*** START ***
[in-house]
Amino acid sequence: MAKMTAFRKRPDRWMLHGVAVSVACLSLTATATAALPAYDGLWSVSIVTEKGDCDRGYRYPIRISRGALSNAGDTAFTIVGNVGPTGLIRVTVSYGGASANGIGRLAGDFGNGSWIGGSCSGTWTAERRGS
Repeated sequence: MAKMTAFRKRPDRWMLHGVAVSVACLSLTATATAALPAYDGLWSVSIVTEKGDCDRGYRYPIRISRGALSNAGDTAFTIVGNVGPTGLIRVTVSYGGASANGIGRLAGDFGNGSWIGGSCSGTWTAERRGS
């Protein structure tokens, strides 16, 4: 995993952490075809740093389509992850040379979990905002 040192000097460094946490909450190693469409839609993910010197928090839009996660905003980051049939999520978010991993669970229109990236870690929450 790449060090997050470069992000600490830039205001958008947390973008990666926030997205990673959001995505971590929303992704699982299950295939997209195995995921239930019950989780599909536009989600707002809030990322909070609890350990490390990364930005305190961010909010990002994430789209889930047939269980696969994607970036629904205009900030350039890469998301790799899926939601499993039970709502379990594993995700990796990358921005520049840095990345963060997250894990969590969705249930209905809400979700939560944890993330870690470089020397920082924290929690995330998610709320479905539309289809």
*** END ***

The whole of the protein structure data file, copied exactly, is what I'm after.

[in-house]
Amino acid sequence: MAKMTAFRKRPDRWMLHGVAVSVACLSLTATATAALPAYDGLWSVSIVTEKGDCDRGYRYPIRISRGALSNAGDTAFTIVGNVGPTGLIRVTVSYGGASANGIGRLAGDFGNGSWIGGSCSGTWTAERRGS
Repeated sequence: MAKMTAFRKRPDRWMLHGVAVSVACLSLTATATAALPAYDGLWSVSIVTEKGDCDRGYRYPIRISRGALSNAGDTAFTIVGNVGPTGLIRVTVSYGGASANGIGRLAGDFGNGSWIGGSCSGTWTAERRGS
């Protein structure tokens, strides 16, 4: 995993952490075809740093389509992850040379979990905002 040192000097460094946490909450190693469409839609993910010197928090839009996660905003980051049939999520978010991993669970229109990236870690929450 790449060090997050470069992000600490830039205001958008947390973008990666926030997205990673959001995505971590929303992704699982299950295939997209195995995921239930019950989780599909536009989600707002809030990322909070609890350990490390990364930005305190961010909010990002994430789209889930047939269980696969994607970036629904205009900030350039890469998301790799899926939601499993039970709502379990594993995700990796990358921005520049840095990345963060997250894990969590969705249930209905809400979700939560944890993330870690470089020397920082924290929690995330998610709320479905539309289809």